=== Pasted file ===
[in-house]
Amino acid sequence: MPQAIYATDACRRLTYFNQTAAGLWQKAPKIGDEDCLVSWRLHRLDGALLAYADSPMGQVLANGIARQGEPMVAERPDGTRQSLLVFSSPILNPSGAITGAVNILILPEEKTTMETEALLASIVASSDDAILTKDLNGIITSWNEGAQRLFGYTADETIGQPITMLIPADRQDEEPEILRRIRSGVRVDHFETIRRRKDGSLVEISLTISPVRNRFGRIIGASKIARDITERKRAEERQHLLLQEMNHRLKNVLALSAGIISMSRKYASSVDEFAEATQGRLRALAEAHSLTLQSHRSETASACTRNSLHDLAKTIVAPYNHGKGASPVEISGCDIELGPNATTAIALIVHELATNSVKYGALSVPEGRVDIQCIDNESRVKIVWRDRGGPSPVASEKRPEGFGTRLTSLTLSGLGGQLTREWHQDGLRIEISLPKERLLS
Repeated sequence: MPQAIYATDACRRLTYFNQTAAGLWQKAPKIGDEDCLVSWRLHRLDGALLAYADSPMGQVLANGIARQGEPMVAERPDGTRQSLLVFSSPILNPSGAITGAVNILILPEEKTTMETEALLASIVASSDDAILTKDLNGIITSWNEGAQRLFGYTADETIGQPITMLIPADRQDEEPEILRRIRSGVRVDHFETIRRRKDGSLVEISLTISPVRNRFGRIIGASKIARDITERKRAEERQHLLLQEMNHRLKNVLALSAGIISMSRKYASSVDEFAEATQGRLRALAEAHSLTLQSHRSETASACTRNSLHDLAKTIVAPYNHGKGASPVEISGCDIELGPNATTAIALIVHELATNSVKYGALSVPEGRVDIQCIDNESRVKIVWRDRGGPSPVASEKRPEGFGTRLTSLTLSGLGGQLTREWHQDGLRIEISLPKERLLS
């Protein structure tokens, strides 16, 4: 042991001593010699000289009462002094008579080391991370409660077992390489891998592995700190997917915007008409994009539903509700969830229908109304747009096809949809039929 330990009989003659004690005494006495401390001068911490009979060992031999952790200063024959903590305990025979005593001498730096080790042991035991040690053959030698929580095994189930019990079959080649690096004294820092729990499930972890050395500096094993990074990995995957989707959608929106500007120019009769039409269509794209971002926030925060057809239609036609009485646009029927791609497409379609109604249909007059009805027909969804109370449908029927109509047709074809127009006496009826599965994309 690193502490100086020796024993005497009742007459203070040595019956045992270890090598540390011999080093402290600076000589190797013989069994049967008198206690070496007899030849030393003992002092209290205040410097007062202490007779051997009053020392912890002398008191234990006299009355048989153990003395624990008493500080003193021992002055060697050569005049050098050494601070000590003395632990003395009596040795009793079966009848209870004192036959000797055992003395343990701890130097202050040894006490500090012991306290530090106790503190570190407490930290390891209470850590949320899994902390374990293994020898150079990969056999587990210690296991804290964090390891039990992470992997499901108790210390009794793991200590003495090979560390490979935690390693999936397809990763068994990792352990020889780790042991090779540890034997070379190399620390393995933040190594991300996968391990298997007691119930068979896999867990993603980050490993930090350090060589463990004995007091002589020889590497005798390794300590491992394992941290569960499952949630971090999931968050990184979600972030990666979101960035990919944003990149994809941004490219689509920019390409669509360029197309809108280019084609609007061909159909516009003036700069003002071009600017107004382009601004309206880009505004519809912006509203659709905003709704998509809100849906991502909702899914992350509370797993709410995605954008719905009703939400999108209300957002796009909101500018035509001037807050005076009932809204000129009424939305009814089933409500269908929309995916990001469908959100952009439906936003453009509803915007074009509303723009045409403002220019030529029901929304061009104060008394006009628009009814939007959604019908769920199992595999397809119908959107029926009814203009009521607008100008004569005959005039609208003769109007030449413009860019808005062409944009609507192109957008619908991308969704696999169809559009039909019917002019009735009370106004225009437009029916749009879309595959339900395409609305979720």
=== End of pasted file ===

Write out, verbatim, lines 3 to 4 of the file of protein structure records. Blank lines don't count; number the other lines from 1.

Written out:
Repeated sequence: MPQAIYATDACRRLTYFNQTAAGLWQKAPKIGDEDCLVSWRLHRLDGALLAYADSPMGQVLANGIARQGEPMVAERPDGTRQSLLVFSSPILNPSGAITGAVNILILPEEKTTMETEALLASIVASSDDAILTKDLNGIITSWNEGAQRLFGYTADETIGQPITMLIPADRQDEEPEILRRIRSGVRVDHFETIRRRKDGSLVEISLTISPVRNRFGRIIGASKIARDITERKRAEERQHLLLQEMNHRLKNVLALSAGIISMSRKYASSVDEFAEATQGRLRALAEAHSLTLQSHRSETASACTRNSLHDLAKTIVAPYNHGKGASPVEISGCDIELGPNATTAIALIVHELATNSVKYGALSVPEGRVDIQCIDNESRVKIVWRDRGGPSPVASEKRPEGFGTRLTSLTLSGLGGQLTREWHQDGLRIEISLPKERLLS
């Protein structure tokens, strides 16, 4: 042991001593010699000289009462002094008579080391991370409660077992390489891998592995700190997917915007008409994009539903509700969830229908109304747009096809949809039929 330990009989003659004690005494006495401390001068911490009979060992031999952790200063024959903590305990025979005593001498730096080790042991035991040690053959030698929580095994189930019990079959080649690096004294820092729990499930972890050395500096094993990074990995995957989707959608929106500007120019009769039409269509794209971002926030925060057809239609036609009485646009029927791609497409379609109604249909007059009805027909969804109370449908029927109509047709074809127009006496009826599965994309 690193502490100086020796024993005497009742007459203070040595019956045992270890090598540390011999080093402290600076000589190797013989069994049967008198206690070496007899030849030393003992002092209290205040410097007062202490007779051997009053020392912890002398008191234990006299009355048989153990003395624990008493500080003193021992002055060697050569005049050098050494601070000590003395632990003395009596040795009793079966009848209870004192036959000797055992003395343990701890130097202050040894006490500090012991306290530090106790503190570190407490930290390891209470850590949320899994902390374990293994020898150079990969056999587990210690296991804290964090390891039990992470992997499901108790210390009794793991200590003495090979560390490979935690390693999936397809990763068994990792352990020889780790042991090779540890034997070379190399620390393995933040190594991300996968391990298997007691119930068979896999867990993603980050490993930090350090060589463990004995007091002589020889590497005798390794300590491992394992941290569960499952949630971090999931968050990184979600972030990666979101960035990919944003990149994809941004490219689509920019390409669509360029197309809108280019084609609007061909159909516009003036700069003002071009600017107004382009601004309206880009505004519809912006509203659709905003709704998509809100849906991502909702899914992350509370797993709410995605954008719905009703939400999108209300957002796009909101500018035509001037807050005076009932809204000129009424939305009814089933409500269908929309995916990001469908959100952009439906936003453009509803915007074009509303723009045409403002220019030529029901929304061009104060008394006009628009009814939007959604019908769920199992595999397809119908959107029926009814203009009521607008100008004569005959005039609208003769109007030449413009860019808005062409944009609507192109957008619908991308969704696999169809559009039909019917002019009735009370106004225009437009029916749009879309595959339900395409609305979720």